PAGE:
At the time of this story by Amy Guerena, published in two installments in the last 1959 and first 1960 editions of the Brethren Missionary Herald, Phillip Guerena was a senior in Grace Seminary, looking forward to missionary service In Mexico. He and his wife, Amy, and their baby daughter spent the summer of 1958 in Mexico, where they engaged in secular work to earn their livelihood and make possible a spiritual ministry to the people.
So far it had been a very ordinary day.
“Are you ready?” called Phil as he loaded songbooks, accordion, lantern, and baby into the jeep for our evening service. Phil gave a short message from God’s Word. Gradually the building emptied. “Buenos noches,” we called as we reloaded our equipment, plus several boys and girls, into the jeep. In just another moment we would be home.
Just then our ordinary day came to an abrupt end as the frightened voice of eleven-year old Jose exclaimed: “Felipe, my father is on the attack, and my baby brother is still in the house. He will kill him.”
“I will go and get him out,” said Phil immediately. He swung the jeep about and drove the short distance to their little cabin. The moment we stopped before their home, out rushed the father. In one hand he held a lighted lamp, and in the other he held a rifle which he was trying to cock and fire at whoever had just entered his yard. In the glow of the kerosene lamp, we saw his face distorted with rage, and his huge shoulders heaved as he looked about for us in the darkness.
Phil immediately turned off the car lights, backed up, and drove to the welcome refuge of our own little cabin. We locked both doors and gathered the children about us to pray.
Just as we finished praying, Jose, his mother, and the other children came to the door. And yes, there was the smallest brother, asleep in the strong arms of one of our Christian men. Quickly and quietly we helped them get settled for the night in an empty cabin nearby. We went back to ours, but not to sleep. Phil had promised to visit a sick lady that evening.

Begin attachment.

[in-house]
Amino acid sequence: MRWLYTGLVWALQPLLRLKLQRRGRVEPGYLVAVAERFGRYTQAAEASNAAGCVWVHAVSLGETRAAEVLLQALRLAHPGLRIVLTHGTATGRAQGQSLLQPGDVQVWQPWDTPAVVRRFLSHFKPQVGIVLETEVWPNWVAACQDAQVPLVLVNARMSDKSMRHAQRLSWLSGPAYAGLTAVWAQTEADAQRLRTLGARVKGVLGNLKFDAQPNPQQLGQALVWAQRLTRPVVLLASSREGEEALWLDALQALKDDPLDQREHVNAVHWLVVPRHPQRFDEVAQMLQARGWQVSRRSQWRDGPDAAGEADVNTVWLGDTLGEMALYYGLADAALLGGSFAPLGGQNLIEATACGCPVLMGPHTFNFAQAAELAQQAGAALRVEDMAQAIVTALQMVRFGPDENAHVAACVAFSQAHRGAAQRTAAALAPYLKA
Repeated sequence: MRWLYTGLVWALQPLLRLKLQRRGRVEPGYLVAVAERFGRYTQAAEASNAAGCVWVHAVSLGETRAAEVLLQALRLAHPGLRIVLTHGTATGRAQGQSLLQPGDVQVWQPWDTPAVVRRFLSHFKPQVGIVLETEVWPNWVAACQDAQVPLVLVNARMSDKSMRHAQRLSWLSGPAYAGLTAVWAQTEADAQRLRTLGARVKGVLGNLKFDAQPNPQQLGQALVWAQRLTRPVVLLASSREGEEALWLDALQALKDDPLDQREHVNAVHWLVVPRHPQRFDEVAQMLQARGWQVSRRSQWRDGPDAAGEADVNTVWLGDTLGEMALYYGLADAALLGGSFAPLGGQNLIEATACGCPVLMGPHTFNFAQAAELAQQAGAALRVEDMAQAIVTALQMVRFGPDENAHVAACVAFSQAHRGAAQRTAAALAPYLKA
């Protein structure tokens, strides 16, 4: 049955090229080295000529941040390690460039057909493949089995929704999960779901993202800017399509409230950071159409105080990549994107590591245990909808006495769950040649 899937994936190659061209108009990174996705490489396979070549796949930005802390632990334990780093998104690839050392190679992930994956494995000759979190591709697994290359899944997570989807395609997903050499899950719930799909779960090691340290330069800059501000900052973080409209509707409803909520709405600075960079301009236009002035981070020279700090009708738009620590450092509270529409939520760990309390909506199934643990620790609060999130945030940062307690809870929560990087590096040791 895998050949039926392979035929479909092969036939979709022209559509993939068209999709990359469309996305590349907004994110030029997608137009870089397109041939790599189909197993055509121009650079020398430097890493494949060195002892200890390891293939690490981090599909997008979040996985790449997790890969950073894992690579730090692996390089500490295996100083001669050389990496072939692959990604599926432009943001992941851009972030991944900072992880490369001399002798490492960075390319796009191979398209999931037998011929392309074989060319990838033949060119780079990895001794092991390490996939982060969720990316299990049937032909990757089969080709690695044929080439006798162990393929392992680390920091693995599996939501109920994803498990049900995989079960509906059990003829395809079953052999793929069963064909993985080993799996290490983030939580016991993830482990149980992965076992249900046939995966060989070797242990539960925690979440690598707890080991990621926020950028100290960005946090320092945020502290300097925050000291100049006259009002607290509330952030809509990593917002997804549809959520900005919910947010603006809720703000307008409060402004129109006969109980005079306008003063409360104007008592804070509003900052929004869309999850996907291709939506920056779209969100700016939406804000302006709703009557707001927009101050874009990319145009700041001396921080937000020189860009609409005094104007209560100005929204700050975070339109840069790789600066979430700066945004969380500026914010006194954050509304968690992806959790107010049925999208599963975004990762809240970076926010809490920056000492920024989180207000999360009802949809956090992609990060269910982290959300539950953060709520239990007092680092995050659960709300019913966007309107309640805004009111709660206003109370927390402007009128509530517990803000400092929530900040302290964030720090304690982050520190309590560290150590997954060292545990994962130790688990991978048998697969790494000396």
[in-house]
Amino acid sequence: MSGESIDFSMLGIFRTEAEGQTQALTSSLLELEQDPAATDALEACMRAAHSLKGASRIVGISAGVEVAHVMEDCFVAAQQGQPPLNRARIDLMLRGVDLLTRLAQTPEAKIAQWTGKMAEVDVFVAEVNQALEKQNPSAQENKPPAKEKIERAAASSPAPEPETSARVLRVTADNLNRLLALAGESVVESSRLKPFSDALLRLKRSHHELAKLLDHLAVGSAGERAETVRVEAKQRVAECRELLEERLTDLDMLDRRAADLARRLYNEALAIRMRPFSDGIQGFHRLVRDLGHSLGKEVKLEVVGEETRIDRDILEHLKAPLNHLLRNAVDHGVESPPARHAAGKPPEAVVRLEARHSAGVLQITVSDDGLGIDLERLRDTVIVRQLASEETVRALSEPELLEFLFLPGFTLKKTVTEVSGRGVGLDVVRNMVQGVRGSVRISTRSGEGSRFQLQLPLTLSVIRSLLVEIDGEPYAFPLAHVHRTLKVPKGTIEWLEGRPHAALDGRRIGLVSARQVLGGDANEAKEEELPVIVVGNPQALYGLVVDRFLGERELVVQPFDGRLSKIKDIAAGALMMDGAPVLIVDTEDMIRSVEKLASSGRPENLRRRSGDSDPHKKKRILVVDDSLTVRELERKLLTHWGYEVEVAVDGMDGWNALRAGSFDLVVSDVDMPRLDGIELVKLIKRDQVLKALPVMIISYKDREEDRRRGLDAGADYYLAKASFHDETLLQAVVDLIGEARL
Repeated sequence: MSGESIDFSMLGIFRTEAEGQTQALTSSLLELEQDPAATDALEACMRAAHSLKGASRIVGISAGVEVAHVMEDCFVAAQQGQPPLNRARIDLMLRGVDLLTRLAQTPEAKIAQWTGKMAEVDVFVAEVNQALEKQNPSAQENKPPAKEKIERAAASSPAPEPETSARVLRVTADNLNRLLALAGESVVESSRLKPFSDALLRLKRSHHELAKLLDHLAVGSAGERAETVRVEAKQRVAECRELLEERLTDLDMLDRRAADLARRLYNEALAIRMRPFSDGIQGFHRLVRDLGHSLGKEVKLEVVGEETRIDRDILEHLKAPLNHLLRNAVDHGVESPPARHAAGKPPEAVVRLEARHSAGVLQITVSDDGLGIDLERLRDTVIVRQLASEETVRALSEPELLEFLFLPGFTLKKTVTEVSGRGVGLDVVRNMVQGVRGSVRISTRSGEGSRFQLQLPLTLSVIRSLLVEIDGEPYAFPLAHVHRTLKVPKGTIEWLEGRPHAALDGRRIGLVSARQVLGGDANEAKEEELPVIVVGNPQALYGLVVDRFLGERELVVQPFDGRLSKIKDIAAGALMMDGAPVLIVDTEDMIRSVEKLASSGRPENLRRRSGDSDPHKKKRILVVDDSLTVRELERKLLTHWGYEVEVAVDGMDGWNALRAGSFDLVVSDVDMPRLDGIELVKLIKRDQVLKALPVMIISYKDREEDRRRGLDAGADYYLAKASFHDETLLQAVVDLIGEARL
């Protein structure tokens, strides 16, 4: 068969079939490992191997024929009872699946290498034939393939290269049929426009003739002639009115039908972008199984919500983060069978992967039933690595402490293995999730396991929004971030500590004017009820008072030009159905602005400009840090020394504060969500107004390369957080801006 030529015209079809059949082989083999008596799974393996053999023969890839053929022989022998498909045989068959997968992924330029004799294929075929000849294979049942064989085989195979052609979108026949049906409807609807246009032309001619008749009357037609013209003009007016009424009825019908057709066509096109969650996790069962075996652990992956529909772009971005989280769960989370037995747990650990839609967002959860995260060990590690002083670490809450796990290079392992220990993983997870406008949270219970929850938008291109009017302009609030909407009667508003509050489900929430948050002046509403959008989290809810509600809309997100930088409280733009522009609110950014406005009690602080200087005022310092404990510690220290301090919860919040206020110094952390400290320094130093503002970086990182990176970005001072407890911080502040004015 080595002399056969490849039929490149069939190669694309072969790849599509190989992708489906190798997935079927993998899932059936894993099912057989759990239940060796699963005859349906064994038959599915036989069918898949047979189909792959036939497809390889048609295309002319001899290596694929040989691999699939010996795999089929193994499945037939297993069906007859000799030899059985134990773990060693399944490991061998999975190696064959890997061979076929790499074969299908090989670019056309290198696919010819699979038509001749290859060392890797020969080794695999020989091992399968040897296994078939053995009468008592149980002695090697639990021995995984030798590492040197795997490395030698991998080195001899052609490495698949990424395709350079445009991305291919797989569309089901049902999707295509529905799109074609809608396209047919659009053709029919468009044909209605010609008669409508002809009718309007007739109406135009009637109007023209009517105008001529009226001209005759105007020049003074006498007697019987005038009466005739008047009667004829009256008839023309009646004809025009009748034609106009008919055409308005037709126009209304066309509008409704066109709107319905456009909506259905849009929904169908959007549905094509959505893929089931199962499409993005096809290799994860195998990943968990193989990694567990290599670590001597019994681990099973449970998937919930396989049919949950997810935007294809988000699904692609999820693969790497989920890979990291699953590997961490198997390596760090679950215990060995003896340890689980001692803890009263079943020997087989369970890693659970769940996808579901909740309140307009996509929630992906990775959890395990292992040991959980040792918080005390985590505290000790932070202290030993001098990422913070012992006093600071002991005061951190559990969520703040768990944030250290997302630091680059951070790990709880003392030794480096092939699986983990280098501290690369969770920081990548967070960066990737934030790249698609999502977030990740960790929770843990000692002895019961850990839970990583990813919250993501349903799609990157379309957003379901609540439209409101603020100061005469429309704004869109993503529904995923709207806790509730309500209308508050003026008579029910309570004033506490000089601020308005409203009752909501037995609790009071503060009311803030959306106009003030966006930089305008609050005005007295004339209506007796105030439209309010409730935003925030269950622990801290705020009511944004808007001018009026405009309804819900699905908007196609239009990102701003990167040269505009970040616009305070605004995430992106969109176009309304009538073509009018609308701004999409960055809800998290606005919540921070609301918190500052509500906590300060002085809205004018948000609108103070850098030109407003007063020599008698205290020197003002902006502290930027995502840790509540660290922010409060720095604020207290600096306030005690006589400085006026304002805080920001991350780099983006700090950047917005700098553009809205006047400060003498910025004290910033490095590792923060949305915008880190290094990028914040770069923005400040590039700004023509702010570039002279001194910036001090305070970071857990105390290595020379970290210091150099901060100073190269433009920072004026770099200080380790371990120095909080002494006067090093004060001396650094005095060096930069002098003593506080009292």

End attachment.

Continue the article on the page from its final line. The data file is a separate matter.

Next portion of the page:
My heart sank as I watched him drive away. I seemed to be gently reminded by the Holy Spirit: “You must be willing, Amy, to let God have your husband even in this.”
Suddenly three gunshots broke the quietness. Quickly I grabbed Lorita from the bed and tried to calculate my chances of escape should he force his way through the front door. It was evident that no lock could keep him out, for his strength was that of a madman.
“There shall no evil befall thee, neither shall any plague come nigh thy dwelling” (Ps. 91:10). The words comforted me now as I remembered the Lord’s protection in the past. Although it seemed much longer, it was really only about an hour and a half from the time that he had left until Phil knocked. Eagerly I opened the door and plied him with questions about the gunshots which I had heard.
Yes; G had fired the shots as he talked with some of the men with whom he was drinking. But he had hit no one, and then he had run off into the forest.
God had taken care of us. Phil, Lorita, and I, as well as the villagers, were all safe. Again we prayed that God would protect us, and then we went to bed. I did not waken until the bright sunlight came streaming in through the windows.
Phil soon had a roaring fire going in my barrel stove, and invited Jose’s family to eat breakfast with us. It was then that we learned just how greatly God had undertaken in our behalf the night before: our interference had saved the life of a man. A friend of the family had come to the house drunk and flopped asleep on a bed. Later, when the husband had come in, under the influence of liquor himself, he had become infuriated at the sight of his friend sleeping on the bed. Intending to kill him, he had gone into the kitchen to search for shells. It was at that moment that we drove into the front yard, and when he ran out of the house he forgot all about the man inside.
All things had worked together for good, even for the salvation of a soul, for later that same morning Phil had the privilege of leading G to know the Lord as his Savior. God had answered prayer exceeding abundantly above all we had asked or thought.
Phil Guerena now leads Grupo Amor Cristiano, a Spanish-speaking Grace Brethren church on the northwest side of Columbus, Ohio. Send he and Amy a note of encouragement at firstname.lastname@example.org. Read the unabridged story on the Brethren Missionary Herald Digital Archives, Part I and Part II.
This story first appeared in GraceConnect eNews. To subscribe to the weekly e-newsletter that includes news and information from congregations in the Fellowship of Grace Brethren Churches, click here.